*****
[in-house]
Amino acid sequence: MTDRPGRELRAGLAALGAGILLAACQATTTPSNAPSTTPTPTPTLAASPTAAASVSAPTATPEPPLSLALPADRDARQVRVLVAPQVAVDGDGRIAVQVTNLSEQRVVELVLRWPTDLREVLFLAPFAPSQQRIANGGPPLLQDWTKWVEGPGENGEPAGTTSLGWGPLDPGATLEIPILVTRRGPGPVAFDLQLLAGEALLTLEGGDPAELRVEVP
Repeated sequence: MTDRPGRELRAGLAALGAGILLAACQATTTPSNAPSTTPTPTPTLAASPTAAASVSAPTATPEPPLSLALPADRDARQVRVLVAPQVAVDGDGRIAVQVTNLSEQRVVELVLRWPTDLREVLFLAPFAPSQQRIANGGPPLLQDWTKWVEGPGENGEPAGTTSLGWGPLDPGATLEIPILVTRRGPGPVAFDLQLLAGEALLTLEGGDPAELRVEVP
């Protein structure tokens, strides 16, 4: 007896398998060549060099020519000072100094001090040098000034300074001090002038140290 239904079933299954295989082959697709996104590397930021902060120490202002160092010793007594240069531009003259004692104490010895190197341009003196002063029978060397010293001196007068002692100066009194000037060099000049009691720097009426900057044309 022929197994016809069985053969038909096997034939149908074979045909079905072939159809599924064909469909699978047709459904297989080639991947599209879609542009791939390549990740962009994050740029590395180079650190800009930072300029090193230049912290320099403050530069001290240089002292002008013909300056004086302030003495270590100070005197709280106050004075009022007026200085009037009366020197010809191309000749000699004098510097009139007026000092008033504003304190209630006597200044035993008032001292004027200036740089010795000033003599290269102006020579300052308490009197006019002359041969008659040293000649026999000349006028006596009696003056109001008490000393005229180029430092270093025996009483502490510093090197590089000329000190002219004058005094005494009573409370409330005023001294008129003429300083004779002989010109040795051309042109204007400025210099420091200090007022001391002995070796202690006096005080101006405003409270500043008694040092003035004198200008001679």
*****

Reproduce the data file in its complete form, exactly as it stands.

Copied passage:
[in-house]
Amino acid sequence: MTDRPGRELRAGLAALGAGILLAACQATTTPSNAPSTTPTPTPTLAASPTAAASVSAPTATPEPPLSLALPADRDARQVRVLVAPQVAVDGDGRIAVQVTNLSEQRVVELVLRWPTDLREVLFLAPFAPSQQRIANGGPPLLQDWTKWVEGPGENGEPAGTTSLGWGPLDPGATLEIPILVTRRGPGPVAFDLQLLAGEALLTLEGGDPAELRVEVP
Repeated sequence: MTDRPGRELRAGLAALGAGILLAACQATTTPSNAPSTTPTPTPTLAASPTAAASVSAPTATPEPPLSLALPADRDARQVRVLVAPQVAVDGDGRIAVQVTNLSEQRVVELVLRWPTDLREVLFLAPFAPSQQRIANGGPPLLQDWTKWVEGPGENGEPAGTTSLGWGPLDPGATLEIPILVTRRGPGPVAFDLQLLAGEALLTLEGGDPAELRVEVP
């Protein structure tokens, strides 16, 4: 007896398998060549060099020519000072100094001090040098000034300074001090002038140290 239904079933299954295989082959697709996104590397930021902060120490202002160092010793007594240069531009003259004692104490010895190197341009003196002063029978060397010293001196007068002692100066009194000037060099000049009691720097009426900057044309 022929197994016809069985053969038909096997034939149908074979045909079905072939159809599924064909469909699978047709459904297989080639991947599209879609542009791939390549990740962009994050740029590395180079650190800009930072300029090193230049912290320099403050530069001290240089002292002008013909300056004086302030003495270590100070005197709280106050004075009022007026200085009037009366020197010809191309000749000699004098510097009139007026000092008033504003304190209630006597200044035993008032001292004027200036740089010795000033003599290269102006020579300052308490009197006019002359041969008659040293000649026999000349006028006596009696003056109001008490000393005229180029430092270093025996009483502490510093090197590089000329000190002219004058005094005494009573409370409330005023001294008129003429300083004779002989010109040795051309042109204007400025210099420091200090007022001391002995070796202690006096005080101006405003409270500043008694040092003035004198200008001679």